We argue through our work that, unlike what is often claimed
(e.g., [Koe99]), message-oriented middleware and object-oriented principles
are not contradictory. In [EGS00a], we have made a first step, by
introducing a programming abstraction called DISTRIBUTED
ASYNCHRONOUS COLLECTION (DAC) which is versatile
enough to express commonalities between the different message-oriented
interactions styles. In that paper we have focused on topic-based
In this paper, we have attacked another bastion, content-based
publish/subscribe, which is presumed to contradict object-oriented principles by
its very nature. We have illustrated that it
is indeed possible to express content-based subscription patterns in a way that
fully preserves encapsulation. Moreover, we have shown that
our approach offers further practical
benefits over contemporary approaches, like the possibility to prevent
syntax errors and type errors.
In terms of performance, the cost of our solution is
incurred by the latency resulting from the use of
JAVA reflection. In our case, this use is however
reduced to verifications of subscription patterns aiming at avoiding
type errors. After this initialization phase, dynamic invocations are circumvented by using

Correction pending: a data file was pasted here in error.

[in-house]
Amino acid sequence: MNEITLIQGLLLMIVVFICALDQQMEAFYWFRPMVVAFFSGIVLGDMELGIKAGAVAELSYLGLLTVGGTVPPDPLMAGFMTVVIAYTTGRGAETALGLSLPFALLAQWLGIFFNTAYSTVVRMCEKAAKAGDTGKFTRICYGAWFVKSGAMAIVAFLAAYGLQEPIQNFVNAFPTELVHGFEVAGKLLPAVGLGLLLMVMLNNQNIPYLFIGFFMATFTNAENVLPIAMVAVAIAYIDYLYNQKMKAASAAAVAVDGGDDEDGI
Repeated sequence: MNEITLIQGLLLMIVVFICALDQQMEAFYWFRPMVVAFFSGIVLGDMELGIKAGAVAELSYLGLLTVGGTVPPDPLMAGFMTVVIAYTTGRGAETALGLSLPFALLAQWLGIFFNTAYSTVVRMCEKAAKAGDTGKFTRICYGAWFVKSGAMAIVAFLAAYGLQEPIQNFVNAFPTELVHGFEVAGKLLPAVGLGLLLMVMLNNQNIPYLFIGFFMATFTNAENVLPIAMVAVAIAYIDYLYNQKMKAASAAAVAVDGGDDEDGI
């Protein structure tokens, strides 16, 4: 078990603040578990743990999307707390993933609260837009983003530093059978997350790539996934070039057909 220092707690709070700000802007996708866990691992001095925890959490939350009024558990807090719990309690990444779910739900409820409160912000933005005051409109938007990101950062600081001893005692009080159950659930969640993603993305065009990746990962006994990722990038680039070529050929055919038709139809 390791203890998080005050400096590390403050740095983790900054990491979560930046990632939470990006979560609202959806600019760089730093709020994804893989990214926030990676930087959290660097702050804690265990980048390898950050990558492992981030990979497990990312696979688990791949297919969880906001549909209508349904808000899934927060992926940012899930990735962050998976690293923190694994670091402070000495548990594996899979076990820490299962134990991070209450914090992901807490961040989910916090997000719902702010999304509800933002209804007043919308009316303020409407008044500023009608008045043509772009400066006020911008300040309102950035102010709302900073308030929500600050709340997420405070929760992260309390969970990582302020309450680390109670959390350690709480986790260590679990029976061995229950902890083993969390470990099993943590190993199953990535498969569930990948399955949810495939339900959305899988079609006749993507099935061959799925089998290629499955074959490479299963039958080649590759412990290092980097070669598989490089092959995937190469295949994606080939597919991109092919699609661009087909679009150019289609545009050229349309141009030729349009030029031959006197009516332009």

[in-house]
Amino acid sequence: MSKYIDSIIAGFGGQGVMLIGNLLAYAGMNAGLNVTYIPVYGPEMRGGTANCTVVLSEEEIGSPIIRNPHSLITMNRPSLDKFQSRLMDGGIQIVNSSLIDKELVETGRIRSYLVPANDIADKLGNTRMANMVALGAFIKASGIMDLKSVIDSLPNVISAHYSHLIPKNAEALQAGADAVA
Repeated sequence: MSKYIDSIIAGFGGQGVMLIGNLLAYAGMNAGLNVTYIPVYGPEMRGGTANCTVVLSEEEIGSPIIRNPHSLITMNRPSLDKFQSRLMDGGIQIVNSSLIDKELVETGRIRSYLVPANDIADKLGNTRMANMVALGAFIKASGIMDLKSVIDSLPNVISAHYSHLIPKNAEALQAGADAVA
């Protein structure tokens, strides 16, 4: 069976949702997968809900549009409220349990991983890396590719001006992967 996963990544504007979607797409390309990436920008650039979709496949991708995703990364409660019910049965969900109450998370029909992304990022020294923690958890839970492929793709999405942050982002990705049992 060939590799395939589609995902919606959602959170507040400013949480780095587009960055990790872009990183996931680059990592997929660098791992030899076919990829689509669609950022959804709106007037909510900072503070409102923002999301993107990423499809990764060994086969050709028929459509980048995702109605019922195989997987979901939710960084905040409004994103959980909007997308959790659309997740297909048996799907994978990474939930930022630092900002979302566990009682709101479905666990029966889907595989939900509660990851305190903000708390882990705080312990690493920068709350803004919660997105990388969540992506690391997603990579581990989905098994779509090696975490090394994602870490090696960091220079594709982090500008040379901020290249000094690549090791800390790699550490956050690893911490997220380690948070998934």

static code generated at runtime without any modification to the JAVA compiler
or VM. The throughput of our system is thus not
conditioned by the use of reflection, as proven by the resulting
We are furthermore currently working on a new optimization scheme combining the
benefits of our static and dynamic optimizations. The idea is to generate static
code from dynamic invocation trees, to further improve performance but
also to reduce the overall compilation effort.
The cost of our solution in terms of feasibility is limited to the
need for structural reflection; yet with
such minimal features that the inherent JAVA
reflection capabilities can satisfy this need.
We do not claim that our content-based subscription scheme is the ultimate solution to content-based publish/subscribe, nor that it replaces existing specifications. It should rather be seen as a pragmatic attempt to circumventing shortcomings of other approaches. Our filter library is not limited to the context of DACs, but could be put to work easily in other existing event-based systems.